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Why is it important for children to eat breakfast?

While it may seem like sugary cereal with milk is the easiest breakfast option, the truth is that it doesn't take long to serve a healthy breakfast -- and the benefits are well worth the effort.

Studies show that kids who eat a healthy breakfast tend to have better school attendance, less tardiness and fewer hunger-induced stomachaches in the morning. Their overall test scores are better, they concentrate better, solve problems more easily and have better muscle coordination. Children who eat breakfast are also less likely to be overweight and more likely to get enough calcium.

But simply eating breakfast is not enough. It has to be a healthy breakfast.
Mary Mullen
Nutrition & Dietetics
Kids who eat breakfast every day have a nutritional advantage over kids who don’t eat it. For starters, breakfast eaters are more likely to meet their daily MyPlate recommendations for food groups such as fruits and vegetables (www.ChooseMyPlate.gov) and get the 40-plus nutrients their growing bodies need. On average, breakfast contributes less than 20 percent of daily calories while delivering more than 30 percent of important nutrients such as calcium, iron, and B vitamins.

In fact, studies show that breakfast skippers fall short on many important nutrients, including vitamins A, E, C, B-6, and B-12; folate; iron; calcium; phosphorus; magnesium; potassium; and dietary fiber. And, to make matters worse, kids rarely make up for nutrients missed at breakfast at other meals or snacks. Eating breakfast also benefits heart health as breakfast eaters tend to consume more fiber but less fat and cholesterol over the course of the day.
Healthy Eating, Healthy Weight for Kids and Teens

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Breakfast is good for a child's mind and waist.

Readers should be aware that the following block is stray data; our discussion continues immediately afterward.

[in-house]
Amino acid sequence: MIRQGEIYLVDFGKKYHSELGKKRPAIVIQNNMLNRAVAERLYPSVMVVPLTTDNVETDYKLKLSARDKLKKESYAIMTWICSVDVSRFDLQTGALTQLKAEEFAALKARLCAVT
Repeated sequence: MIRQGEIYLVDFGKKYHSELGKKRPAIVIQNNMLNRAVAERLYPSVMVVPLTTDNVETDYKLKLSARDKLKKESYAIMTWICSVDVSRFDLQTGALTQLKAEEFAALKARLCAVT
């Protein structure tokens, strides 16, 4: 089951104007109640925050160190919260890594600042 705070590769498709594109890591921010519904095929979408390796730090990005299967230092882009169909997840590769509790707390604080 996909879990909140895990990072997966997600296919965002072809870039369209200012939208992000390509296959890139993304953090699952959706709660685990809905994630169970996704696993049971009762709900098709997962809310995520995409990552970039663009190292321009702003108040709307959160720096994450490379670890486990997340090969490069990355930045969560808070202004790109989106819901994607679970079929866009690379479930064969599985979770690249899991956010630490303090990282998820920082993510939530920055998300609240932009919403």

Breakfast can positively benefit mental function (especially memory), academic performance, school attendance rates, psychosocial function, and mood. If a child is hungry during the mid-morning hours, it will impact his or her learning during this time period. Eating breakfast also improves blood glucose levels, which in turn leads to improvements in both comprehension and memory. Studies conducted by the USDA on the school breakfast program have found that children who received a school breakfast did better on standardized tests than children who did not eat breakfast.

Research has also shown that eating breakfast may be associated with healthier body weight in children and adolescents. Breakfast eaters tend to have better overall nutrient intakes and consume less fat, cholesterol and more fiber over the course of the day than non-breakfast eaters.
Your child should eat breakfast because it will help him be able to concentrate better in school and keep his weight in check. Kids who eat breakfast are more likely to eat healthier overall and to exercise regularly. Skipping breakfast can make your child tired or irritable.

Make sure your child's breakfast includes a mix of carbohydrates, protein and fiber; a toaster pastry or sugary cereal won't give him the nutrients and energy he'll need to get through the morning. He can get healthy carbs and fiber from whole-grain cereal and breads, fruits and even veggies, and protein from milk, cheese, yogurt, lean meats, eggs and nuts. If your child balks at "classic" morning foods, think outside the breakfast box. A peanut butter sandwich on whole-grain bread and a glass of low-fat milk can be a perfectly fine breakfast.